The Last Time
The last time I saw my mother,
she was sitting in the front passenger seat
of my father’s car. I looked down into her face
through the open window. She looked up at me
and smiled, said hello. Her right hand
resting on the door. She looked older
than her age, but beautiful.
And luminous. Something in her
already beginning to change. Like a seed,
buried in the ground, sensing the sun’s
fuller light. She smiled, said hello.
Or maybe I was the seed, she the light.
I’m here, she said. And here was someplace else.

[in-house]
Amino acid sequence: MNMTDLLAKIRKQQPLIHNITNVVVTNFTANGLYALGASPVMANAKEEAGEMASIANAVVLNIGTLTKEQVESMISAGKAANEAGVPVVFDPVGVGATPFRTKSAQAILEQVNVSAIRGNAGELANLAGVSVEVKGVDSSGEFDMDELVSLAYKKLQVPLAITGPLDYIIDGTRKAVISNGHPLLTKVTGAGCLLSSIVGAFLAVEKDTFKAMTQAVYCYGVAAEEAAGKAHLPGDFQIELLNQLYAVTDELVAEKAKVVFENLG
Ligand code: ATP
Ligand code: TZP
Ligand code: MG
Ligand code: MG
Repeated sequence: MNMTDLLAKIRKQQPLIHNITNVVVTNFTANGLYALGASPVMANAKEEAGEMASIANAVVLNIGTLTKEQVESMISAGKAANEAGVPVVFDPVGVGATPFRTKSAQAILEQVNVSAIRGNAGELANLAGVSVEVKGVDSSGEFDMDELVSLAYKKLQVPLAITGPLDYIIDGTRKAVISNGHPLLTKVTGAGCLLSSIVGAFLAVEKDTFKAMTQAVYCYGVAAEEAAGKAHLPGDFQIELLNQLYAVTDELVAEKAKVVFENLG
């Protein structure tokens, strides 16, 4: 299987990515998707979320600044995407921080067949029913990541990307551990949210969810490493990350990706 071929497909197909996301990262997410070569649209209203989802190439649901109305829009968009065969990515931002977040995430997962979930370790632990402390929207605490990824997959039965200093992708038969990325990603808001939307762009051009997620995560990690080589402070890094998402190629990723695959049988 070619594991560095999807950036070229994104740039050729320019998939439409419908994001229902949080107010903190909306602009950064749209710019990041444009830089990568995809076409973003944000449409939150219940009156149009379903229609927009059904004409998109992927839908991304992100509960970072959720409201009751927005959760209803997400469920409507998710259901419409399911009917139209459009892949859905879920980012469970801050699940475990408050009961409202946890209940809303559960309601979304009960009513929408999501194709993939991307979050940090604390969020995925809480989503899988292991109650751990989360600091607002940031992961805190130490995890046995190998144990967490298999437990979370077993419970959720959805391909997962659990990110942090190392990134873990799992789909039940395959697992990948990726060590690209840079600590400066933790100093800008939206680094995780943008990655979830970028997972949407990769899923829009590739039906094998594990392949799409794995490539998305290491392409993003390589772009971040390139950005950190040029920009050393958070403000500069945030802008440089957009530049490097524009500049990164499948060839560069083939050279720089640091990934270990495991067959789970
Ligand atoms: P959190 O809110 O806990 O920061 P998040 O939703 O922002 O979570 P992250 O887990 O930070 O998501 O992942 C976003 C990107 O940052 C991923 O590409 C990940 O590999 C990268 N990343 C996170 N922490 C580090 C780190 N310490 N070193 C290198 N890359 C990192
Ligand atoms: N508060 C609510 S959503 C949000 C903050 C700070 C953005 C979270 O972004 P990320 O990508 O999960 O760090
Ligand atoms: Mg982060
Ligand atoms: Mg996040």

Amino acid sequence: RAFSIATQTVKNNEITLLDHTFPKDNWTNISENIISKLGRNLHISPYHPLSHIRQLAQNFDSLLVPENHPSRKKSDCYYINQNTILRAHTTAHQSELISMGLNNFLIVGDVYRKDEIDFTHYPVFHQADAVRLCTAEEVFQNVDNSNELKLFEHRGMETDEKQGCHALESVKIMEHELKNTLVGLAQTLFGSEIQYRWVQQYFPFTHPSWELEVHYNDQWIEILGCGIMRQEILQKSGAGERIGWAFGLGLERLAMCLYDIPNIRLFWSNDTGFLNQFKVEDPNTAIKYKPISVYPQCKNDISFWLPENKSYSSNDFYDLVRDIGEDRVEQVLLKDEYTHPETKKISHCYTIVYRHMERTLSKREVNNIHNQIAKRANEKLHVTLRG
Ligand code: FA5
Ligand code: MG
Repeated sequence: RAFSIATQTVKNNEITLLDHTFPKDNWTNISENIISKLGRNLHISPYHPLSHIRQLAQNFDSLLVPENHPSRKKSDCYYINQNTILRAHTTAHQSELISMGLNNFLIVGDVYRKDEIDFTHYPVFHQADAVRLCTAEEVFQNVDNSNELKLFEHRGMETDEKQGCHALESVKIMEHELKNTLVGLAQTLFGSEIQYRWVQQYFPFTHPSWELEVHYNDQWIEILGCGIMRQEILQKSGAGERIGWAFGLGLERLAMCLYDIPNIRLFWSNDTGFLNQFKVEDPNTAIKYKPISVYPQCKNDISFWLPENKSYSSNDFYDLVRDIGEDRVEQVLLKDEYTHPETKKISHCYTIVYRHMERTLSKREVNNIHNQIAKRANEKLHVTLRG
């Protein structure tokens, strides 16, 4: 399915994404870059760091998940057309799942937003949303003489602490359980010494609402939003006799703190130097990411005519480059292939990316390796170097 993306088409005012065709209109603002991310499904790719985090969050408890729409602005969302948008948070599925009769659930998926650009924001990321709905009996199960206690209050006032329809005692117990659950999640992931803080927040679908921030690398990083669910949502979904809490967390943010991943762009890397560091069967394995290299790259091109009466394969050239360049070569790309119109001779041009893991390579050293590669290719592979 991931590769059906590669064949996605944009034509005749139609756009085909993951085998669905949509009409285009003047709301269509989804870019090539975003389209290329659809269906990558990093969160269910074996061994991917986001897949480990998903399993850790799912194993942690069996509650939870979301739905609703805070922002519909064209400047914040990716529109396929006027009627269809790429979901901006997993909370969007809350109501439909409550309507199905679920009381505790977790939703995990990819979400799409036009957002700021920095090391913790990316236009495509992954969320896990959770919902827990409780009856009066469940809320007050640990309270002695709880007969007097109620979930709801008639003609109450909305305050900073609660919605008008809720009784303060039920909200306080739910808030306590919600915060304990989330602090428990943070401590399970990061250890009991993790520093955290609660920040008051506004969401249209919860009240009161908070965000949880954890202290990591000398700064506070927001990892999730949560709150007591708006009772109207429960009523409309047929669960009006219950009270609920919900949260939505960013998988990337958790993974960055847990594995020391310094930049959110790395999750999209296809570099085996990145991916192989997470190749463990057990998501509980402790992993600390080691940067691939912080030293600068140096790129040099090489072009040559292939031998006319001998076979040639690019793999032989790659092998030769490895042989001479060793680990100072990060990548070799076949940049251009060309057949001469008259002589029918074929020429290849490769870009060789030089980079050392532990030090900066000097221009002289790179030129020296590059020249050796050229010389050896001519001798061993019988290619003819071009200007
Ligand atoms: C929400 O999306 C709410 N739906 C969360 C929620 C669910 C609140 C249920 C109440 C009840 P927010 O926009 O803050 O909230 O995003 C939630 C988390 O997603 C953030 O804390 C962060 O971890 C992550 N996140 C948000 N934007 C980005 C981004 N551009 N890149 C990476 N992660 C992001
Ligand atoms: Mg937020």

Copyright © 2022 by Lisa Dordal. Excerpted from Water Lessons (Black Lawrence Press). All rights reserved. Lisa Dordal teaches in the English department at Vanderbilt University. Her first full-length collection of poetry, Mosaic of the Dark, was a finalist for the 2019 Audre Lorde Award for Lesbian Poetry. She is the recipient of an Academy of American Poets University Prize, the Robert Watson Poetry Prize, and the Betty Gabehart Prize. Her poetry has appeared in Best New Poets, New Ohio Review, The Sun, and Narrative.